|Papacy began||6 October 891|
|Papacy ended||4 April 896|
Ostia, Papal States
|Died||4 April 896
Rome, Papal States
Pope Formosus (birth name unknown; c. 816 – 4 April 896) was Pope from 6 October 891 to his death in 896. His brief reign as Pope was troubled, and his remains were exhumed and put on trial in the Cadaver Synod.
Born at Ostia, he became Cardinal Bishop of Portus in 864. He undertook diplomatic missions to Bulgaria (866) and France (869 and 872), and he persuaded Charles the Bald, King of the Franks, to be crowned as emperor by the Pope in 875.
As early as 872 he was a candidate for the papacy, but due to political complications he left Rome and the court of Pope John VIII that year. John convened a synod, and Formosus was ordered to return or be excommunicated on charges that he had aspired to the Bulgarian Archbishopric and the Holy See; had opposed the emperor and had deserted his diocese without papal permission; had despoiled the cloisters in Rome; had performed the divine service in spite of the interdict; and had "conspired with certain iniquitous men and women for the destruction of the papal see". The condemnation of Formosus and others was announced in July 872. In 878 the sentence of excommunication was withdrawn after he promised never to return to Rome or exercise his priestly functions.
In 883, John's successor Marinus I restored Formosus to his suburbicarian diocese of Portus. Following the reigns of Marinus, Pope Hadrian III (884–885) and Pope Stephen V (885–891), Formosus was elected Pope on 6 October 891. According to The Catholic Encyclopedia, the vote for Formosus was unanimous.
Shortly after Formosus' election, he was asked to intervene in Constantinople, where the Patriarch Photius had been ejected and Stephen, the son of Emperor Basil I, had taken the office. Formosus refused to reinstate those who had been ordained by Photius, as his predecessor, Stephen V, had nullified all of Photius' ordinations. However, the eastern Bishops determined to recognize Photius' ordinations nonetheless.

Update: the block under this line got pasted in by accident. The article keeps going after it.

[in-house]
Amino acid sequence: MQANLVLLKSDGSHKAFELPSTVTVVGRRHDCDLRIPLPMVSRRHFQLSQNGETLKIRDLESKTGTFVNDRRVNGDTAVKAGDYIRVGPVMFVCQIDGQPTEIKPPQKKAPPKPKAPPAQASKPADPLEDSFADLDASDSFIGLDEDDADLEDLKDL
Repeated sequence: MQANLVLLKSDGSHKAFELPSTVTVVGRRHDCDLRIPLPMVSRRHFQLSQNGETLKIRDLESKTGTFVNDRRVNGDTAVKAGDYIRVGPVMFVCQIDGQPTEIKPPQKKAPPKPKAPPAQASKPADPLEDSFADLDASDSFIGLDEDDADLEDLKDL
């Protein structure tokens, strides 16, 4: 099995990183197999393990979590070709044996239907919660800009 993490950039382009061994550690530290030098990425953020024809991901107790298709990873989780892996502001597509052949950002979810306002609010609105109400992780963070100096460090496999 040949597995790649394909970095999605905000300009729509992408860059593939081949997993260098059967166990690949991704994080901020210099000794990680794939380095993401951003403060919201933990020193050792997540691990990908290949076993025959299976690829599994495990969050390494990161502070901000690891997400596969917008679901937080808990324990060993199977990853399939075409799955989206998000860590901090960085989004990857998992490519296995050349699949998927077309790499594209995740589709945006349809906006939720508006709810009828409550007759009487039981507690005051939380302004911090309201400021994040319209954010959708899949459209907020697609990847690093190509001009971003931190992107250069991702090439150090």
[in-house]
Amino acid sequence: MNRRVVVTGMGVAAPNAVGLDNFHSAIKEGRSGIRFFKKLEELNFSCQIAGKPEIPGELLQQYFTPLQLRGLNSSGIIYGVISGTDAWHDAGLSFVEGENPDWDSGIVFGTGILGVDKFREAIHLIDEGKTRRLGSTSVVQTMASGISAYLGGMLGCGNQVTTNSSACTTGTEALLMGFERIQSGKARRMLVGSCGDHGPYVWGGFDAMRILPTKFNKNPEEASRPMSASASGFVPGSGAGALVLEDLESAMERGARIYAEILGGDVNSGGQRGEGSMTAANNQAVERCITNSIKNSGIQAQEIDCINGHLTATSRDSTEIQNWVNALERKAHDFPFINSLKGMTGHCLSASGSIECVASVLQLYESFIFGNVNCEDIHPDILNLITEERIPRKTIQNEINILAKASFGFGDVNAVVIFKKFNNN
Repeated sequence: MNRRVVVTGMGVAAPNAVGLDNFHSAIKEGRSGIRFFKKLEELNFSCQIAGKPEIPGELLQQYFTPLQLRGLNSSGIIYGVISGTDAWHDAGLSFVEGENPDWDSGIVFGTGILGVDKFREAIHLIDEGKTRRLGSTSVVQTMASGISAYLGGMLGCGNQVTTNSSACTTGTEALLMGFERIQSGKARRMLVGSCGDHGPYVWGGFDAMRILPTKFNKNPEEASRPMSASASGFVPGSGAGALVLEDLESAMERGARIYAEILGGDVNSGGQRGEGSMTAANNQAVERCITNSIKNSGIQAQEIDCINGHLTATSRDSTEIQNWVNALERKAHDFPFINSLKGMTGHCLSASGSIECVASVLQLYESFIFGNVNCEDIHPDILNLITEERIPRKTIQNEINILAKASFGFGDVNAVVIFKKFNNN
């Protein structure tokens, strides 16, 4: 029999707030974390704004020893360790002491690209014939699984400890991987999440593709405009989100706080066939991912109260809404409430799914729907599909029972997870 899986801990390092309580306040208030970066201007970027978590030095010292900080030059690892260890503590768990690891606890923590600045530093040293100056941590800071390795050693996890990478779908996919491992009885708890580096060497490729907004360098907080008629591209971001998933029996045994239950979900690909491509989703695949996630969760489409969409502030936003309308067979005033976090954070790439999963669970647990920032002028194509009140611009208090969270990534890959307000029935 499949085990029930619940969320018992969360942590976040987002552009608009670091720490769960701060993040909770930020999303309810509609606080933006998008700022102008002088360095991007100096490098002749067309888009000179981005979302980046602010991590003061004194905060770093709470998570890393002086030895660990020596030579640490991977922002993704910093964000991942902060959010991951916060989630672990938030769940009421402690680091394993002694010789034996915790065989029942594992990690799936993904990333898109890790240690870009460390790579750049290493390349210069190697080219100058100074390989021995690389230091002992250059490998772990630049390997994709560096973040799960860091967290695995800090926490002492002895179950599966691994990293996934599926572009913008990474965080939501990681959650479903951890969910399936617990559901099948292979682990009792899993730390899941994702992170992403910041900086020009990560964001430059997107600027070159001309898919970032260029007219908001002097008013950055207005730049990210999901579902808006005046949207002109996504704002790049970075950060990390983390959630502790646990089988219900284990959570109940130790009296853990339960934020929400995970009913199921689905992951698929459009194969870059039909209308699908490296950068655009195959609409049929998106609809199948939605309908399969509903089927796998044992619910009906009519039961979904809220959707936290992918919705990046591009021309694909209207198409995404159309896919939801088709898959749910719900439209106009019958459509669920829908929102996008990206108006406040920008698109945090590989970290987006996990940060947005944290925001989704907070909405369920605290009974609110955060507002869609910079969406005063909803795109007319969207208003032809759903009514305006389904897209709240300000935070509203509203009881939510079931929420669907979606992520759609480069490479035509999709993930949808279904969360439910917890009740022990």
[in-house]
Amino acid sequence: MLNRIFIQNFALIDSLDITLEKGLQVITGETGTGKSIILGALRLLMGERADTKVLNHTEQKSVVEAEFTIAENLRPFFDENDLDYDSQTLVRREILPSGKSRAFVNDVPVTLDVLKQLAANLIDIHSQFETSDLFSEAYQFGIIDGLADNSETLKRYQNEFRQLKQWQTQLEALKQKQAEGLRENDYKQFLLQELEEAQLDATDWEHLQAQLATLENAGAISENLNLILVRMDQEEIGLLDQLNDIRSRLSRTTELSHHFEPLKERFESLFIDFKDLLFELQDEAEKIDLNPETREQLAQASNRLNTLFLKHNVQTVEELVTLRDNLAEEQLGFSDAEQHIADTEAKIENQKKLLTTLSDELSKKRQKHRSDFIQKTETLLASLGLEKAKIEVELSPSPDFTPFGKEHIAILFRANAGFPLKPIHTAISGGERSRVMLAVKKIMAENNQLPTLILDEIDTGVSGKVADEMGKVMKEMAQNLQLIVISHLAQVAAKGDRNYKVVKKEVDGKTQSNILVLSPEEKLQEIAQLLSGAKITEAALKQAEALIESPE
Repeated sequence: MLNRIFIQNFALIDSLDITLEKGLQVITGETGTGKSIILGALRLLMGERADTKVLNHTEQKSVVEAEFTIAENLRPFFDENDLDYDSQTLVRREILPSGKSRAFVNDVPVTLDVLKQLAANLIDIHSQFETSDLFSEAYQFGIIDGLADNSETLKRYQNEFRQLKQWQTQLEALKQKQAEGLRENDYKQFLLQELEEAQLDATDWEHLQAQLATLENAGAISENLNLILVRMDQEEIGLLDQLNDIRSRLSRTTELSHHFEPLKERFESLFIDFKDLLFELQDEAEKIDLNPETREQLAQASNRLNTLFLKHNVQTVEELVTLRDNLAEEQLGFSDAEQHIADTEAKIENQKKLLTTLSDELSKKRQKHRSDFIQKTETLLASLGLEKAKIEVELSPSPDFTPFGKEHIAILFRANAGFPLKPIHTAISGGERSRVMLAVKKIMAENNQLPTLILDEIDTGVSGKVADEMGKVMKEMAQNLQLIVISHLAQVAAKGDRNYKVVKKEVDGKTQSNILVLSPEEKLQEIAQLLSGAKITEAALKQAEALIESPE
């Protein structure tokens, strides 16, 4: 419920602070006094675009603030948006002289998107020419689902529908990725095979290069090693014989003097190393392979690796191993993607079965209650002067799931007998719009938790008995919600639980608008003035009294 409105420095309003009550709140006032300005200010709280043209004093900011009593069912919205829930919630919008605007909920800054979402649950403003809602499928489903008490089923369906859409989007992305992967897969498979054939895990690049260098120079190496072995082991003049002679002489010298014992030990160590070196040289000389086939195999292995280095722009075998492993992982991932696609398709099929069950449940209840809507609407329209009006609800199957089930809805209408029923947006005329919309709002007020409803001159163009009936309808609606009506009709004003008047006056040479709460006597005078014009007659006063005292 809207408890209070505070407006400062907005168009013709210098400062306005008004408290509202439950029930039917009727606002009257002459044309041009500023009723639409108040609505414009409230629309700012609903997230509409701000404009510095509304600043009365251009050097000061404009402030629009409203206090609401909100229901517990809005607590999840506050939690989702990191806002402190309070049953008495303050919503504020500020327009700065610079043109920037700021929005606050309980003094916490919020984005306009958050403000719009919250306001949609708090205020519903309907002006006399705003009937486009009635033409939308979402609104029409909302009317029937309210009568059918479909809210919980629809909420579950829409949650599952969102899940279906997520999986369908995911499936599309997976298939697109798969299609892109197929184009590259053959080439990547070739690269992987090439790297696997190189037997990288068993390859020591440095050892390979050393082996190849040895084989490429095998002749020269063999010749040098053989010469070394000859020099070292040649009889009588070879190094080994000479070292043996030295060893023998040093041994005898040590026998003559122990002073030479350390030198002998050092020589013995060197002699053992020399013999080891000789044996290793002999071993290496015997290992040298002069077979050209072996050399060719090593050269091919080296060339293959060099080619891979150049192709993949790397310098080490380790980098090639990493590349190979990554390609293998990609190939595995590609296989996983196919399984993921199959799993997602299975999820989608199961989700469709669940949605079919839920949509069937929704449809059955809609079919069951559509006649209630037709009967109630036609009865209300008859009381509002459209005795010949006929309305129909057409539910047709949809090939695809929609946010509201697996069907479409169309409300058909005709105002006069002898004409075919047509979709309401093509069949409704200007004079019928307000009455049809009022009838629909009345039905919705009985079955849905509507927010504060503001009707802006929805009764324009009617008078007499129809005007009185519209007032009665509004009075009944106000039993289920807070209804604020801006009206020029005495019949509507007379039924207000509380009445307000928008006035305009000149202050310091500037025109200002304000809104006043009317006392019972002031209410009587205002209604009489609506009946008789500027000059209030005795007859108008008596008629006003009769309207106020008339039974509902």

Formosus also immediately immersed himself in the dispute between Odo, Count of Paris, and Charles the Simple for the French crown; the Pope sided with Charles, and zealously exhorted Odo (then holding the crown) to abdicate on Charles' behalf, to no avail.
Formosus was deeply distrustful of Guy III of Spoleto, the Holy Roman Emperor, and began looking for support against the Emperor. To bolster his position, Guy III forced Formosus to crown his son Lambert as co-Emperor in April 892. The following year, however, Formosus persuaded Arnulf of Carinthia to advance to Rome, invade the Italian peninsula, and liberate Italy from the control of Spoleto.
In 894, Arnulf's army occupied all the country north of the Po River. Guy III of Spoleto died in December, leaving his son Lambert in the care of his mother Agiltrude, an opponent of the Carolingians. In autumn 895 Arnulf undertook his second Italian campaign, progressing to Rome by February and seizing the city from Agiltrude by force on February 21. The following day, Formosus crowned Arnulf Holy Roman Emperor in St. Peter's Basilica. The new emperor moved against Spoleto but was struck with paralysis on the way and was unable to continue the campaign.
On 4 April 896, Formosus died. He was succeeded by Pope Boniface VI.
Pope Stephen VI, the successor of Boniface, influenced by Lambert and Agiltrude, sat in judgment of Formosus in 897, in what was called the Cadaver Synod. The corpse was disinterred, clad in papal vestments, and seated on a throne to face all the charges from John VIII. The verdict was that the deceased had been unworthy of the pontificate. The Damnatio memoriae, an old judicial practice from Ancient Rome, was applied to Formosus, all his measures and acts were annulled and the orders conferred by him were declared invalid. The papal vestments were torn from his body, the three fingers from his right hand that he had used in consecrations were cut off and the corpse was thrown into the Tiber (later to be retrieved by a monk).